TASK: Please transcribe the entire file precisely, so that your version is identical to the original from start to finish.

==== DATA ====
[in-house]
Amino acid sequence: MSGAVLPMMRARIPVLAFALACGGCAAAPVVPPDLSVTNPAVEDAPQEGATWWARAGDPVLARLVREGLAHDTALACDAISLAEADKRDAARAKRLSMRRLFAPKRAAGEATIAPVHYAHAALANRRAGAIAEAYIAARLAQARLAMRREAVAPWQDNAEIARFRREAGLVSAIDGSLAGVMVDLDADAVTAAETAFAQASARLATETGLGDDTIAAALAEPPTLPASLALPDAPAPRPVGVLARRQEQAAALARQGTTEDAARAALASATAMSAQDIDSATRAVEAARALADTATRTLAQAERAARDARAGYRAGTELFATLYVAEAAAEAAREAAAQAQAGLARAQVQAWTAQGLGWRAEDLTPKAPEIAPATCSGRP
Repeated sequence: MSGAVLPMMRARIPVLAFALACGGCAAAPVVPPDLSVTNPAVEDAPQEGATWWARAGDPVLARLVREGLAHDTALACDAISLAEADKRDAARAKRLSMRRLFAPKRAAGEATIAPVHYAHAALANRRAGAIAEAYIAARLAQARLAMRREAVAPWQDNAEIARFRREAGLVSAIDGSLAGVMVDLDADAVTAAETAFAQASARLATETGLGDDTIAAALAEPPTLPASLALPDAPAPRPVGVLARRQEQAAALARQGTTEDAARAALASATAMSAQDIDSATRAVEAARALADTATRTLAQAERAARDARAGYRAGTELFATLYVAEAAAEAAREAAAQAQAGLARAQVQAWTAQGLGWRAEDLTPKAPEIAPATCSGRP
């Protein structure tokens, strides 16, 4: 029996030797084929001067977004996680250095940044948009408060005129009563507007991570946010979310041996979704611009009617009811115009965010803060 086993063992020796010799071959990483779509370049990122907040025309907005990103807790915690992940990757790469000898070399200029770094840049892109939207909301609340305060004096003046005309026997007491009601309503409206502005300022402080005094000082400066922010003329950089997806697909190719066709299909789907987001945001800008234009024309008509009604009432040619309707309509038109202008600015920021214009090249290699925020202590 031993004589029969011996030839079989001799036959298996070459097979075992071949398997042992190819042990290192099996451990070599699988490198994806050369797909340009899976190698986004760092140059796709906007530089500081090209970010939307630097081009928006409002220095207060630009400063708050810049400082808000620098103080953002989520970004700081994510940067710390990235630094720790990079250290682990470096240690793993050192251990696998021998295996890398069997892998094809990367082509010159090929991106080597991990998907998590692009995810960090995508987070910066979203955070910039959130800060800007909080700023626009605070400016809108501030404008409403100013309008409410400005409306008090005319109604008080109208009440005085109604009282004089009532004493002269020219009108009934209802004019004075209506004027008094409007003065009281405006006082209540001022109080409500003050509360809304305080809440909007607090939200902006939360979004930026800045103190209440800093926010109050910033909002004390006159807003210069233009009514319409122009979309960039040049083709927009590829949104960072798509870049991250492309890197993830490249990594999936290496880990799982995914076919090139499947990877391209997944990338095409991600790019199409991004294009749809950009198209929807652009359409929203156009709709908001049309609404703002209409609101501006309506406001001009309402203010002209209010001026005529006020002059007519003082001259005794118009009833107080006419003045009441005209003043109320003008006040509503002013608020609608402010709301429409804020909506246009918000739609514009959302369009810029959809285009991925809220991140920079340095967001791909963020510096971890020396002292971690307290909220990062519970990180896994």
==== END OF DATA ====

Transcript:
[in-house]
Amino acid sequence: MSGAVLPMMRARIPVLAFALACGGCAAAPVVPPDLSVTNPAVEDAPQEGATWWARAGDPVLARLVREGLAHDTALACDAISLAEADKRDAARAKRLSMRRLFAPKRAAGEATIAPVHYAHAALANRRAGAIAEAYIAARLAQARLAMRREAVAPWQDNAEIARFRREAGLVSAIDGSLAGVMVDLDADAVTAAETAFAQASARLATETGLGDDTIAAALAEPPTLPASLALPDAPAPRPVGVLARRQEQAAALARQGTTEDAARAALASATAMSAQDIDSATRAVEAARALADTATRTLAQAERAARDARAGYRAGTELFATLYVAEAAAEAAREAAAQAQAGLARAQVQAWTAQGLGWRAEDLTPKAPEIAPATCSGRP
Repeated sequence: MSGAVLPMMRARIPVLAFALACGGCAAAPVVPPDLSVTNPAVEDAPQEGATWWARAGDPVLARLVREGLAHDTALACDAISLAEADKRDAARAKRLSMRRLFAPKRAAGEATIAPVHYAHAALANRRAGAIAEAYIAARLAQARLAMRREAVAPWQDNAEIARFRREAGLVSAIDGSLAGVMVDLDADAVTAAETAFAQASARLATETGLGDDTIAAALAEPPTLPASLALPDAPAPRPVGVLARRQEQAAALARQGTTEDAARAALASATAMSAQDIDSATRAVEAARALADTATRTLAQAERAARDARAGYRAGTELFATLYVAEAAAEAAREAAAQAQAGLARAQVQAWTAQGLGWRAEDLTPKAPEIAPATCSGRP
């Protein structure tokens, strides 16, 4: 029996030797084929001067977004996680250095940044948009408060005129009563507007991570946010979310041996979704611009009617009811115009965010803060 086993063992020796010799071959990483779509370049990122907040025309907005990103807790915690992940990757790469000898070399200029770094840049892109939207909301609340305060004096003046005309026997007491009601309503409206502005300022402080005094000082400066922010003329950089997806697909190719066709299909789907987001945001800008234009024309008509009604009432040619309707309509038109202008600015920021214009090249290699925020202590 031993004589029969011996030839079989001799036959298996070459097979075992071949398997042992190819042990290192099996451990070599699988490198994806050369797909340009899976190698986004760092140059796709906007530089500081090209970010939307630097081009928006409002220095207060630009400063708050810049400082808000620098103080953002989520970004700081994510940067710390990235630094720790990079250290682990470096240690793993050192251990696998021998295996890398069997892998094809990367082509010159090929991106080597991990998907998590692009995810960090995508987070910066979203955070910039959130800060800007909080700023626009605070400016809108501030404008409403100013309008409410400005409306008090005319109604008080109208009440005085109604009282004089009532004493002269020219009108009934209802004019004075209506004027008094409007003065009281405006006082209540001022109080409500003050509360809304305080809440909007607090939200902006939360979004930026800045103190209440800093926010109050910033909002004390006159807003210069233009009514319409122009979309960039040049083709927009590829949104960072798509870049991250492309890197993830490249990594999936290496880990799982995914076919090139499947990877391209997944990338095409991600790019199409991004294009749809950009198209929807652009359409929203156009709709908001049309609404703002209409609101501006309506406001001009309402203010002209209010001026005529006020002059007519003082001259005794118009009833107080006419003045009441005209003043109320003008006040509503002013608020609608402010709301429409804020909506246009918000739609514009959302369009810029959809285009991925809220991140920079340095967001791909963020510096971890020396002292971690307290909220990062519970990180896994």